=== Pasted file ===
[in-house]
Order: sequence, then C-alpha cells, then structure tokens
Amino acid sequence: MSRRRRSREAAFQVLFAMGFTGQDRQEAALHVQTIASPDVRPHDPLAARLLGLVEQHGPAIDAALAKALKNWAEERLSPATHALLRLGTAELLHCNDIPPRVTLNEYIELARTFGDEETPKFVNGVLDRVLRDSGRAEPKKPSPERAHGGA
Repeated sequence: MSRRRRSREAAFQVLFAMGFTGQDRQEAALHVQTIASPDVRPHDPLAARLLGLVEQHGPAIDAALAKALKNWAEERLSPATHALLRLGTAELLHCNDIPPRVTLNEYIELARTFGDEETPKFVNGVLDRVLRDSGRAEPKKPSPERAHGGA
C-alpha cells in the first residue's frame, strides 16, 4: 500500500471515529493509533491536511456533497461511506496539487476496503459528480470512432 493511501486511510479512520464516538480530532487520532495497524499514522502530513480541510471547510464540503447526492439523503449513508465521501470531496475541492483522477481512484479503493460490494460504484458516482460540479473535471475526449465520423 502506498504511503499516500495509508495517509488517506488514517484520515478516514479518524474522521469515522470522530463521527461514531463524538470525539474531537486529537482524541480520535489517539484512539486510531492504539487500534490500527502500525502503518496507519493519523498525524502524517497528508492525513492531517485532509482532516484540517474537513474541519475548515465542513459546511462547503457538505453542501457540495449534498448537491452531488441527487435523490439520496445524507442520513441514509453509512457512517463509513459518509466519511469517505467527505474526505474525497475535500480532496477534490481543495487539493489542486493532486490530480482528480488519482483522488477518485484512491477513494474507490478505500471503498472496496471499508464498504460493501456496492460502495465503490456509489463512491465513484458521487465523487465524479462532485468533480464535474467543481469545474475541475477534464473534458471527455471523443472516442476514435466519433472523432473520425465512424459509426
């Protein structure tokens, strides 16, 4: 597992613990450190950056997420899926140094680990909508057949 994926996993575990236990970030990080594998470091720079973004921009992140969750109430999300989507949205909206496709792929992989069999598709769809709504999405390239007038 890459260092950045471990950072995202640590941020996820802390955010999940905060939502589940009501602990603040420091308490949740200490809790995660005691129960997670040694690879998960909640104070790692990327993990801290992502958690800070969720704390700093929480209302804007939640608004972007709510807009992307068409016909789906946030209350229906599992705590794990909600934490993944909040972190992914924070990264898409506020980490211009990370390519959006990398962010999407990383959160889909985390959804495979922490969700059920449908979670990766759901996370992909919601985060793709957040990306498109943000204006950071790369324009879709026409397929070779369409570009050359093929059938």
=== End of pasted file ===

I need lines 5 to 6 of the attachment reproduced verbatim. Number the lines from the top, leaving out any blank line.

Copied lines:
C-alpha cells in the first residue's frame, strides 16, 4: 500500500471515529493509533491536511456533497461511506496539487476496503459528480470512432 493511501486511510479512520464516538480530532487520532495497524499514522502530513480541510471547510464540503447526492439523503449513508465521501470531496475541492483522477481512484479503493460490494460504484458516482460540479473535471475526449465520423 502506498504511503499516500495509508495517509488517506488514517484520515478516514479518524474522521469515522470522530463521527461514531463524538470525539474531537486529537482524541480520535489517539484512539486510531492504539487500534490500527502500525502503518496507519493519523498525524502524517497528508492525513492531517485532509482532516484540517474537513474541519475548515465542513459546511462547503457538505453542501457540495449534498448537491452531488441527487435523490439520496445524507442520513441514509453509512457512517463509513459518509466519511469517505467527505474526505474525497475535500480532496477534490481543495487539493489542486493532486490530480482528480488519482483522488477518485484512491477513494474507490478505500471503498472496496471499508464498504460493501456496492460502495465503490456509489463512491465513484458521487465523487465524479462532485468533480464535474467543481469545474475541475477534464473534458471527455471523443472516442476514435466519433472523432473520425465512424459509426
């Protein structure tokens, strides 16, 4: 597992613990450190950056997420899926140094680990909508057949 994926996993575990236990970030990080594998470091720079973004921009992140969750109430999300989507949205909206496709792929992989069999598709769809709504999405390239007038 890459260092950045471990950072995202640590941020996820802390955010999940905060939502589940009501602990603040420091308490949740200490809790995660005691129960997670040694690879998960909640104070790692990327993990801290992502958690800070969720704390700093929480209302804007939640608004972007709510807009992307068409016909789906946030209350229906599992705590794990909600934490993944909040972190992914924070990264898409506020980490211009990370390519959006990398962010999407990383959160889909985390959804495979922490969700059920449908979670990766759901996370992909919601985060793709957040990306498109943000204006950071790369324009879709026409397929070779369409570009050359093929059938």